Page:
Who We Are
Executive Director & Board
Aaron Hamlin, J.D.: Executive Director [E-mail]
Aaron has consulted on voting procedures for small to large organizations and publicly elected officials in several states. He's written articles for publications such as Deadspin, Democracy Chronicles, and Independent Voter Network. He's also been featured in Popular Mechanics, NPR, and MSNBC.com. Additionally, he's been invited as an expert speaker at conferences across the country.
Aaron is a licensed attorney. He received his J.D. from Thomas M. Cooley Law School in Michigan. He has additional graduate degrees in the social sciences from Indiana University and Miami University. His bachelor's of science is from Northern Kentucky University.
Janice Dru: Chair [E-mail]
East Greenwich, RI
Janice is a graduate of Princeton University where she studied politics and visual arts. She is the marketing director at a university in New England and is board president of the marketing and business solutions company Inkwhy.
Before joining the board, Janice started as a volunteer. She was inspired from a Lean for Social Change online course after which she prepared our new public relations strategy. Now Janice coordinates our volunteers with PR, communications, and marketing backgrounds.
Jameson Quinn: Vice-Chair, Director [E-mail]
Jameson grew up in the San Francisco Bay area and earned his bachelor's in cognitive science from Oberlin College in Ohio. After college, he lived in southern Mexico and Guatemala for 12 years. There, he founded and taught at a public middle school in a rural community of returned refugees. Additionally, he has spent roughly a decade as a professional programmer.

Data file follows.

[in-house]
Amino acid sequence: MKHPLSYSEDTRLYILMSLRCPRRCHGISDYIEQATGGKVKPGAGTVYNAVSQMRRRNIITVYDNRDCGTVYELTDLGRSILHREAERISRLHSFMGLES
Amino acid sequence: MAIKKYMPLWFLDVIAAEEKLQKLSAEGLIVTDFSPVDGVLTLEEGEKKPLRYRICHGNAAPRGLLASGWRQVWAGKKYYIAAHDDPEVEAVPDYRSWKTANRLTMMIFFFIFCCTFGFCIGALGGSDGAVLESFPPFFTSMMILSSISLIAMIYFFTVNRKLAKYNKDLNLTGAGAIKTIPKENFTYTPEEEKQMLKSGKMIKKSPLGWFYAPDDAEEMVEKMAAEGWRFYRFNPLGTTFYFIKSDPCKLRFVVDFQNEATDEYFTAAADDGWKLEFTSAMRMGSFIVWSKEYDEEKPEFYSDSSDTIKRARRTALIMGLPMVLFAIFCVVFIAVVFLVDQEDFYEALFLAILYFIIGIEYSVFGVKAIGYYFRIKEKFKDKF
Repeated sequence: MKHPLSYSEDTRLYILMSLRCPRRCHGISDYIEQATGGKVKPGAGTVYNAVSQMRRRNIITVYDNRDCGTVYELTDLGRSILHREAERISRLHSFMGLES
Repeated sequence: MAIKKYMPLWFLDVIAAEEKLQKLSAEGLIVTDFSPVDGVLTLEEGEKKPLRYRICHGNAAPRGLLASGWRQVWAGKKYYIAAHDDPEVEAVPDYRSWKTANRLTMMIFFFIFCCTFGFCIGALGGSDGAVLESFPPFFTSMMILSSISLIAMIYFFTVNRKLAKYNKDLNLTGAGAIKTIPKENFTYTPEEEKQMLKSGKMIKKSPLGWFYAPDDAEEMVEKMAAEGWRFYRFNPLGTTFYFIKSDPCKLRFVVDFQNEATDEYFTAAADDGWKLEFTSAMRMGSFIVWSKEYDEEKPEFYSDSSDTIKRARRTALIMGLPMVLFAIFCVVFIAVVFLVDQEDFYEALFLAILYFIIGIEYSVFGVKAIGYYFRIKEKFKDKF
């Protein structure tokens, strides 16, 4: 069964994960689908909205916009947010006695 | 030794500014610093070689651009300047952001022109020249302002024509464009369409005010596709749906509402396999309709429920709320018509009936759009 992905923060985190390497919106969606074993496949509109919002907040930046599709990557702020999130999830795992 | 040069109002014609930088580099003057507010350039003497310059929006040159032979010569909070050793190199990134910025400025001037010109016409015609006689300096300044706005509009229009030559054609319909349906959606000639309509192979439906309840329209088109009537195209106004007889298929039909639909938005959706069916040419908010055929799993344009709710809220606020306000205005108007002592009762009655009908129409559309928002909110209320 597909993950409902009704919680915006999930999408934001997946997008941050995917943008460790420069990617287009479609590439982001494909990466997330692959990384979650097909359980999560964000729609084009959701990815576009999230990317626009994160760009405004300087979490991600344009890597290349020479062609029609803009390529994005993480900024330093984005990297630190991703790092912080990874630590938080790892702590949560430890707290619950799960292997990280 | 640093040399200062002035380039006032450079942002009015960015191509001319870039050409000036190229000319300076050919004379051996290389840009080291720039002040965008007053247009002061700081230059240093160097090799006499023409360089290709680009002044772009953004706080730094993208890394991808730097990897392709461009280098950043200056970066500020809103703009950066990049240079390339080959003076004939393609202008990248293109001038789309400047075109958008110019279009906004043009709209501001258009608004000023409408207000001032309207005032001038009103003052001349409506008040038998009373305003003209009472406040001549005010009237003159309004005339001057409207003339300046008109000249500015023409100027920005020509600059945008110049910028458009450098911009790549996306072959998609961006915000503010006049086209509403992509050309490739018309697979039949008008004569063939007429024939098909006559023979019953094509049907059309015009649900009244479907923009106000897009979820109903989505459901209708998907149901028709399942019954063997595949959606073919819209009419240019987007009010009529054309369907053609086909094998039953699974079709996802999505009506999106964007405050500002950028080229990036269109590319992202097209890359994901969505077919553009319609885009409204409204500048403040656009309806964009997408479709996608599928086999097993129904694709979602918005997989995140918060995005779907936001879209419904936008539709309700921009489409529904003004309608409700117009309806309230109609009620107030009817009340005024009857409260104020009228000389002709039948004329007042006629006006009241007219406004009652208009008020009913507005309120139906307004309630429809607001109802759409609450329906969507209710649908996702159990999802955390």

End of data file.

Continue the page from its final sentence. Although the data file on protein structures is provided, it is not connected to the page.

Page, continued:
Jameson is now a statistics Ph.D. candidate at Harvard University where his research focuses on voting systems. Jameson lives in Cambridge, Massachusetts with his partner and daughter.
Jenn Marcum: Treasurer, Director [E-mail]
Jenn has spent decades working in advocacy and electoral politics. She's worked for several nonprofit and government organizations directing and assisting their accounting operations.
Jenn received her bachelor's in accounting at Indiana Wesleyan University and is pursuing her master's in accounting there as well. She lives in Charlotte, North Carolina with her spouse and children.